Anticipation, writers agree, is more fearful than the act.

At a New York Public Library panel entitled, “WOMEN OF MYSTERY: PEEK UNDER THE WRITER’S VEIL,” which I moderated, New York Times bestselling author Mary Jane Clark described a scene in one of her books that takes place at the Home Depot.

Picture this: A character is cruising the store´s aisles. Into the cart goes an ax. Then rope. Then plastic bags. Then a drop clothe.

I don´t know about you, but that´s scary. Chilling.

Mary Anne Kelly, author of the mystery series featuring the ever-bewildered amateur sleuth, Claire Breslinsky, agreed. Mary Anne mentioned the news story about Lisa Nowak, the astronaut charged with driving more than a thousand miles hoping to kill her romantic rival. She had duct tape in the car.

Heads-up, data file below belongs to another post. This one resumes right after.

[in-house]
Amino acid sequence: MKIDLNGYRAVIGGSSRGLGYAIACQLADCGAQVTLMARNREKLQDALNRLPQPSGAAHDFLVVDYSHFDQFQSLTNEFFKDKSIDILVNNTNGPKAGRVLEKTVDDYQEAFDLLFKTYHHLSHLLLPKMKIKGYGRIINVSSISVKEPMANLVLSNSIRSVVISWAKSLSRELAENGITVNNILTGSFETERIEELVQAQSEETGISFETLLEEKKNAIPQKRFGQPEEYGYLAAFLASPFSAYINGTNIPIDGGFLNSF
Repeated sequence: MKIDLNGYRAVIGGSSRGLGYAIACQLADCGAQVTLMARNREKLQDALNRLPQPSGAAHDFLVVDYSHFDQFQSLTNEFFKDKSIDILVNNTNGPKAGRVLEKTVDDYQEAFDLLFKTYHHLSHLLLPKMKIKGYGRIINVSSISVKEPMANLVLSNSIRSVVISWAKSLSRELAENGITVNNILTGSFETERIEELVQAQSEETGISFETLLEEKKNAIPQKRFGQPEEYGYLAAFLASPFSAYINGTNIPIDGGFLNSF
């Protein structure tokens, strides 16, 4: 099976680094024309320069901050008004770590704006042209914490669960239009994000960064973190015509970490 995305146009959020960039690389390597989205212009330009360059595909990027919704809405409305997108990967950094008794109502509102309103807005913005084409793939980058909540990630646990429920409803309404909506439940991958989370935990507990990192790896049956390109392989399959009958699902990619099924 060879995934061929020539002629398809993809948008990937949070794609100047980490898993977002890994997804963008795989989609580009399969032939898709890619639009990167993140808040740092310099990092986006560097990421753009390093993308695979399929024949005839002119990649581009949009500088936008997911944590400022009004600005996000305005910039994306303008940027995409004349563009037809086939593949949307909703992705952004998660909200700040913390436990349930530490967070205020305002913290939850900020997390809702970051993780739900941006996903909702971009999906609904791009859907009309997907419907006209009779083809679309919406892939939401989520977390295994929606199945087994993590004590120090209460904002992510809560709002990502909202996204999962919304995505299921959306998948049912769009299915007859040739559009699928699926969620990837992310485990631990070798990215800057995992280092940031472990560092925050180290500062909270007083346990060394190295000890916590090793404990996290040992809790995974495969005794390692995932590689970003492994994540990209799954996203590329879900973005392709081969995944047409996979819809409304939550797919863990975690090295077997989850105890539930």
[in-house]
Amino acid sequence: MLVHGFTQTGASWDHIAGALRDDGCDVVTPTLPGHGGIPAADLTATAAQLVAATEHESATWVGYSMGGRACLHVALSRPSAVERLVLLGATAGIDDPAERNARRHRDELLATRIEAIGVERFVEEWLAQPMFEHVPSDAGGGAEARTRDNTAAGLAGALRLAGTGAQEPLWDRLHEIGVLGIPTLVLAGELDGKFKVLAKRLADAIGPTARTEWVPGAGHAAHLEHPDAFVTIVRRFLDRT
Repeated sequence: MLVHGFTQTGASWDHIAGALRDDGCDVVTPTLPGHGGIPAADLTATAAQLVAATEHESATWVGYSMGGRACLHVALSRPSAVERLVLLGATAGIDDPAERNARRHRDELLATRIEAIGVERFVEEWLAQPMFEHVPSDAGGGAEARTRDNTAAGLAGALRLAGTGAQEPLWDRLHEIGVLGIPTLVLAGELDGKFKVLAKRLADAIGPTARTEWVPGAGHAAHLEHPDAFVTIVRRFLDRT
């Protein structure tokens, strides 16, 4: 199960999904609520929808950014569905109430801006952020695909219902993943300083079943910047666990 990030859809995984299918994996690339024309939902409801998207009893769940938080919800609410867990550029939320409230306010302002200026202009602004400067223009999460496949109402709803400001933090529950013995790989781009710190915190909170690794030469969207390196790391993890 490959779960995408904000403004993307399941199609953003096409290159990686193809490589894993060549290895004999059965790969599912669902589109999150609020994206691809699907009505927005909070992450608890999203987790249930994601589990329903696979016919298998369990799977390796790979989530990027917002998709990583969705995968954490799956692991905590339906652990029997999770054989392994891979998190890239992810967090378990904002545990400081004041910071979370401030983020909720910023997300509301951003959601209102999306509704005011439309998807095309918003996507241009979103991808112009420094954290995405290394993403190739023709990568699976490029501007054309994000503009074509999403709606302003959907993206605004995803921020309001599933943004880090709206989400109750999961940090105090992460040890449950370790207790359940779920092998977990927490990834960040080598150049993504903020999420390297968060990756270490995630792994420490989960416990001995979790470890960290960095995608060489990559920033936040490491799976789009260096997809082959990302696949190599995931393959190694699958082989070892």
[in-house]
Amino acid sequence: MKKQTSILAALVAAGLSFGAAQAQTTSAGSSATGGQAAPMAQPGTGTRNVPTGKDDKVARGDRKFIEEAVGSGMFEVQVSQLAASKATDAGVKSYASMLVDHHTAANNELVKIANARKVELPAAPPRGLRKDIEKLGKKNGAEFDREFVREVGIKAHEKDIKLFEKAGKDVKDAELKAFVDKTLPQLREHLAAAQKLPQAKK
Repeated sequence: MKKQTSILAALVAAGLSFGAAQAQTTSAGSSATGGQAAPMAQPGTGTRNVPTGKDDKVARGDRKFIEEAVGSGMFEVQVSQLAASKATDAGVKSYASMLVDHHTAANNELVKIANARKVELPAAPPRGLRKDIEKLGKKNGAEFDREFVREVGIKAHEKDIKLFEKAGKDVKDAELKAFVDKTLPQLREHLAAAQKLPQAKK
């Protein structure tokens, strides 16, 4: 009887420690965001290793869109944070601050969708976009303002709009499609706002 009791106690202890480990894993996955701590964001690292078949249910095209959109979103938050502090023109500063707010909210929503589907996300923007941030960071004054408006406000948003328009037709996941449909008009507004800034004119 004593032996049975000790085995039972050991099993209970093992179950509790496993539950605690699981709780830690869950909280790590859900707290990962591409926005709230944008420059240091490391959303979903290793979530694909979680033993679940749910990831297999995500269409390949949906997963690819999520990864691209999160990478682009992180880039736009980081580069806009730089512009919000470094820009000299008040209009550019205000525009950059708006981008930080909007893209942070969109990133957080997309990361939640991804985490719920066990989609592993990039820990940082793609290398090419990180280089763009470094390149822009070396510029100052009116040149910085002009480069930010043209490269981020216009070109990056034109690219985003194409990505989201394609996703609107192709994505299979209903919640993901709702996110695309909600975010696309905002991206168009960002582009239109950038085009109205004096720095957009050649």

“Duct tape,” Mary Anne said. “I can´t get the duct tape out of my mind. Imagine driving all that way with duct tape. Don´t you just know that she planned to do something awful with it?”

Simple everyday products with no specific information given about how they´ll be used. As readers, we don´t need the details. Our imaginations take over and fill in the blanks.

What scares you? How about a cell phone ringing—not yours—when you think you´re alone? A knife that should be on the kitchen counter, and isn´t. A dripping sound coming from the bathtub, and when you walk in to turn off the leaking faucet, you see that the bathtub has been filled. Maybe there´s soap bubbles from an aromatic bubble bath product you´ve never seen before. Every day items and every day situations.

Note that in none of these examples has anything violent happened. It´s all in your mind, and that´s often more frightening than something that´s been spelled out.